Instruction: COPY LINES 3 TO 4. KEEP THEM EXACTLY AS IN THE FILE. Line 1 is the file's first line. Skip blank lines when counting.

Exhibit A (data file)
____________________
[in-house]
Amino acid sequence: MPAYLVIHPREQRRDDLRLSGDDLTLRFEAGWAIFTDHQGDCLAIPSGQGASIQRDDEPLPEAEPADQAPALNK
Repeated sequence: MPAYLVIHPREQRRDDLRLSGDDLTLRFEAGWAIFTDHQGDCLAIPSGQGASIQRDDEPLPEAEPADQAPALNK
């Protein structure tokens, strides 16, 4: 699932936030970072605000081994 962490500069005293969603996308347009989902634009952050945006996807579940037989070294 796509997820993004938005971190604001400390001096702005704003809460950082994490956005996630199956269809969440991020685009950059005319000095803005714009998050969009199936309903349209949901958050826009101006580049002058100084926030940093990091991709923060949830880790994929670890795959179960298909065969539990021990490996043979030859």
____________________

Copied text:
Repeated sequence: MPAYLVIHPREQRRDDLRLSGDDLTLRFEAGWAIFTDHQGDCLAIPSGQGASIQRDDEPLPEAEPADQAPALNK
């Protein structure tokens, strides 16, 4: 699932936030970072605000081994 962490500069005293969603996308347009989902634009952050945006996807579940037989070294 796509997820993004938005971190604001400390001096702005704003809460950082994490956005996630199956269809969440991020685009950059005319000095803005714009998050969009199936309903349209949901958050826009101006580049002058100084926030940093990091991709923060949830880790994929670890795959179960298909065969539990021990490996043979030859």